In the latest of Beijing scams, two of my friends have recently received a very similar automated voice message phone call, notifying them that they had a kuaidi (or delivery) that they have not yet collected. After the message, they were put through to a person.
In the first case, the friend was told that somebody had tried to apply for a bank card using his details, and asked said friend for his personal details in order to check what was going on. Upon demonstrating that they doubted the caller, a number was given to call which actually matched a Shanghai police branch, however, they never contacted my friend again after he refused to answer the second and third call.
In the second case, my other friend was passed onto the ‘police’ directly following the automated message, who warned him that somebody had applied for a visa bank card with their details in Shanghai before adding that they should move all their money into a security account, to keep it away from the thieves. The caller then said that this could be accessed with a special bank card that they would send to their embassy. However, as suspected, the embassy had never heard of this before, and warned of a scam.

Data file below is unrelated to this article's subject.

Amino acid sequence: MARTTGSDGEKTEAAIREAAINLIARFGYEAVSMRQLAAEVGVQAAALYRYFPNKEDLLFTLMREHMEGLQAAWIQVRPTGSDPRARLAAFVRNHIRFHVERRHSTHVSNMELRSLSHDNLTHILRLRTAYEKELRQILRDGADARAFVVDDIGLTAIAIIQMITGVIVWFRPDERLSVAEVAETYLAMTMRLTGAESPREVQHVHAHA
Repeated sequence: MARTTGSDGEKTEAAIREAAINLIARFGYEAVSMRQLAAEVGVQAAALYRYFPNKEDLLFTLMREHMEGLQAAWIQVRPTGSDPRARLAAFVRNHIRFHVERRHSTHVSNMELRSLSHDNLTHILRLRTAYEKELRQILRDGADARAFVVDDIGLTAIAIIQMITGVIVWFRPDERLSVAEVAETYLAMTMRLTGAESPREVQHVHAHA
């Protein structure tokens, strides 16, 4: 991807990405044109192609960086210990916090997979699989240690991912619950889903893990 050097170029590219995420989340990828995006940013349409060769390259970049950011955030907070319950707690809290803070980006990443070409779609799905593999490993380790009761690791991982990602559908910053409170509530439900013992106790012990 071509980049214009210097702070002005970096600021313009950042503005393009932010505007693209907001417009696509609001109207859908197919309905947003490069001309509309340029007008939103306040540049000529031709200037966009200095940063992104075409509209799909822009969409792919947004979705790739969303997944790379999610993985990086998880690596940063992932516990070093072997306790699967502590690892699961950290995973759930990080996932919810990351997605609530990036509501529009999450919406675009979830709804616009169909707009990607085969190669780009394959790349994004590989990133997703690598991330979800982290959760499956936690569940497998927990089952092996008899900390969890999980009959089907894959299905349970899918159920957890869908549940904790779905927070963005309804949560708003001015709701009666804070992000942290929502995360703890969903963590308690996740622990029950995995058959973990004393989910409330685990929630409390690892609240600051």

In both cases the police knew their full names, their phone numbers, and which bank they were with.
- Do not give out any personal information over the phone.
- Do not trust anybody over the phone, even if they say they are from a bank, or the embassy.
- If you have given out your bank information, call your bank to cancel your card.
- If somebody tells you that your embassy is involved, check with them before you confirm anything.
- Don’t learn Chinese, as this all happened in Chinese (just kidding).
This post first appeared on thebeijinger.com on September 18, 2015